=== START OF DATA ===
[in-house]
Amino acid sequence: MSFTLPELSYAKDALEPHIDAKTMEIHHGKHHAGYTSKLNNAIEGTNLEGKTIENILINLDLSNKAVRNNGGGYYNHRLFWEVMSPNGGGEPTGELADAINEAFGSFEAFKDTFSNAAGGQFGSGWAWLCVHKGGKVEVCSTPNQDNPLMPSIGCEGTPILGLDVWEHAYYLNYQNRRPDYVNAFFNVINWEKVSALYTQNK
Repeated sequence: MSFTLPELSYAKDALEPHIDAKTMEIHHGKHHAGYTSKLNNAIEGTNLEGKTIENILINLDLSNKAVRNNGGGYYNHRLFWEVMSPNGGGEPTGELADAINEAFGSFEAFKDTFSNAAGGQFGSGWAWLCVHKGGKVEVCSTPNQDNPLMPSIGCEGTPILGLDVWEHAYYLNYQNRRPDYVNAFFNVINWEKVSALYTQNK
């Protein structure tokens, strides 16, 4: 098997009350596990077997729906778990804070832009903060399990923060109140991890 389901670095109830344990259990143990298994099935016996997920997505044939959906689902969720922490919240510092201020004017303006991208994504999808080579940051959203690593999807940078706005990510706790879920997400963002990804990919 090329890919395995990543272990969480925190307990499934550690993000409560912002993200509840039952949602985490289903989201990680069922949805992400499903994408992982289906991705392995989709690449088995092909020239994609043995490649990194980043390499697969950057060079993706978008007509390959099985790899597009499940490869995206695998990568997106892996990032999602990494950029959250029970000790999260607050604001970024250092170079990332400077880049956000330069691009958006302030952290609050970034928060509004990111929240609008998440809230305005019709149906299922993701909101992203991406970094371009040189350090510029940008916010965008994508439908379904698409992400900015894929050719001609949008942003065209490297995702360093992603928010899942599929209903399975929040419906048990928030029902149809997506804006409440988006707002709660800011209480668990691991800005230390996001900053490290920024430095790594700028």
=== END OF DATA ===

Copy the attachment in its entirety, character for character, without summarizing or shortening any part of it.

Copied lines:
[in-house]
Amino acid sequence: MSFTLPELSYAKDALEPHIDAKTMEIHHGKHHAGYTSKLNNAIEGTNLEGKTIENILINLDLSNKAVRNNGGGYYNHRLFWEVMSPNGGGEPTGELADAINEAFGSFEAFKDTFSNAAGGQFGSGWAWLCVHKGGKVEVCSTPNQDNPLMPSIGCEGTPILGLDVWEHAYYLNYQNRRPDYVNAFFNVINWEKVSALYTQNK
Repeated sequence: MSFTLPELSYAKDALEPHIDAKTMEIHHGKHHAGYTSKLNNAIEGTNLEGKTIENILINLDLSNKAVRNNGGGYYNHRLFWEVMSPNGGGEPTGELADAINEAFGSFEAFKDTFSNAAGGQFGSGWAWLCVHKGGKVEVCSTPNQDNPLMPSIGCEGTPILGLDVWEHAYYLNYQNRRPDYVNAFFNVINWEKVSALYTQNK
């Protein structure tokens, strides 16, 4: 098997009350596990077997729906778990804070832009903060399990923060109140991890 389901670095109830344990259990143990298994099935016996997920997505044939959906689902969720922490919240510092201020004017303006991208994504999808080579940051959203690593999807940078706005990510706790879920997400963002990804990919 090329890919395995990543272990969480925190307990499934550690993000409560912002993200509840039952949602985490289903989201990680069922949805992400499903994408992982289906991705392995989709690449088995092909020239994609043995490649990194980043390499697969950057060079993706978008007509390959099985790899597009499940490869995206695998990568997106892996990032999602990494950029959250029970000790999260607050604001970024250092170079990332400077880049956000330069691009958006302030952290609050970034928060509004990111929240609008998440809230305005019709149906299922993701909101992203991406970094371009040189350090510029940008916010965008994508439908379904698409992400900015894929050719001609949008942003065209490297995702360093992603928010899942599929209903399975929040419906048990928030029902149809997506804006409440988006707002709660800011209480668990691991800005230390996001900053490290920024430095790594700028």